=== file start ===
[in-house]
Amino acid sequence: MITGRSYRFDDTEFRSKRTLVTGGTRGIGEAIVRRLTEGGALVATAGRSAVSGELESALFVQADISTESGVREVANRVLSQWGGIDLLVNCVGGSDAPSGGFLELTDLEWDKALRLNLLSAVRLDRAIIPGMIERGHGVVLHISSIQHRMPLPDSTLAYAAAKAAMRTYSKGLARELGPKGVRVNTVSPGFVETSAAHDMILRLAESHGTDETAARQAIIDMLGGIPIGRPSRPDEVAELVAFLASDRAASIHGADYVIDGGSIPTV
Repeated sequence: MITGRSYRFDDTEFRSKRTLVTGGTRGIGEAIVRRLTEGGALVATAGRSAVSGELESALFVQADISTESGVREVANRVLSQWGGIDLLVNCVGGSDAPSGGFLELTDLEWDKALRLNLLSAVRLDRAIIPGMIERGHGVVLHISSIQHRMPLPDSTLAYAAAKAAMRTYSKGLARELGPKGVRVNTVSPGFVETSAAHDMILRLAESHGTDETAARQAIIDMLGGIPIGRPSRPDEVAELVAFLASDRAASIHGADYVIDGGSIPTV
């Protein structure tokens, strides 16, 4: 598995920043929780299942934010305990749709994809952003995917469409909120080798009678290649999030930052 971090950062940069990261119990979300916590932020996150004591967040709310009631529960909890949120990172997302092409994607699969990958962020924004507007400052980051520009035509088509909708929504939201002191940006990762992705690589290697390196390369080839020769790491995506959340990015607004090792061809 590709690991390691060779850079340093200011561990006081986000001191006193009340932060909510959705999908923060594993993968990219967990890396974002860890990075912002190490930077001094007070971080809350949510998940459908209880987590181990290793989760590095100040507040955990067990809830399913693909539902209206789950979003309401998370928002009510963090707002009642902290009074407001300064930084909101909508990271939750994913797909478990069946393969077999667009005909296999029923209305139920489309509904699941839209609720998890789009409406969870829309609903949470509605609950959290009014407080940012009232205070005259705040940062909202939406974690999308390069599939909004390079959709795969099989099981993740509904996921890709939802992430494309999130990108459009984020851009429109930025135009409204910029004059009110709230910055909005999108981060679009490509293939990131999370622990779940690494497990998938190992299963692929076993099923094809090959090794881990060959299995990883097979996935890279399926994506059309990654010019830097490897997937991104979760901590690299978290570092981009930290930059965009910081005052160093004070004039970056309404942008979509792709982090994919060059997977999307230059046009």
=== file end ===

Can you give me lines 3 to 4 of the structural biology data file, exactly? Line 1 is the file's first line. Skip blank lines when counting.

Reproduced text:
Repeated sequence: MITGRSYRFDDTEFRSKRTLVTGGTRGIGEAIVRRLTEGGALVATAGRSAVSGELESALFVQADISTESGVREVANRVLSQWGGIDLLVNCVGGSDAPSGGFLELTDLEWDKALRLNLLSAVRLDRAIIPGMIERGHGVVLHISSIQHRMPLPDSTLAYAAAKAAMRTYSKGLARELGPKGVRVNTVSPGFVETSAAHDMILRLAESHGTDETAARQAIIDMLGGIPIGRPSRPDEVAELVAFLASDRAASIHGADYVIDGGSIPTV
């Protein structure tokens, strides 16, 4: 598995920043929780299942934010305990749709994809952003995917469409909120080798009678290649999030930052 971090950062940069990261119990979300916590932020996150004591967040709310009631529960909890949120990172997302092409994607699969990958962020924004507007400052980051520009035509088509909708929504939201002191940006990762992705690589290697390196390369080839020769790491995506959340990015607004090792061809 590709690991390691060779850079340093200011561990006081986000001191006193009340932060909510959705999908923060594993993968990219967990890396974002860890990075912002190490930077001094007070971080809350949510998940459908209880987590181990290793989760590095100040507040955990067990809830399913693909539902209206789950979003309401998370928002009510963090707002009642902290009074407001300064930084909101909508990271939750994913797909478990069946393969077999667009005909296999029923209305139920489309509904699941839209609720998890789009409406969870829309609903949470509605609950959290009014407080940012009232205070005259705040940062909202939406974690999308390069599939909004390079959709795969099989099981993740509904996921890709939802992430494309999130990108459009984020851009429109930025135009409204910029004059009110709230910055909005999108981060679009490509293939990131999370622990779940690494497990998938190992299963692929076993099923094809090959090794881990060959299995990883097979996935890279399926994506059309990654010019830097490897997937991104979760901590690299978290570092981009930290930059965009910081005052160093004070004039970056309404942008979509792709982090994919060059997977999307230059046009």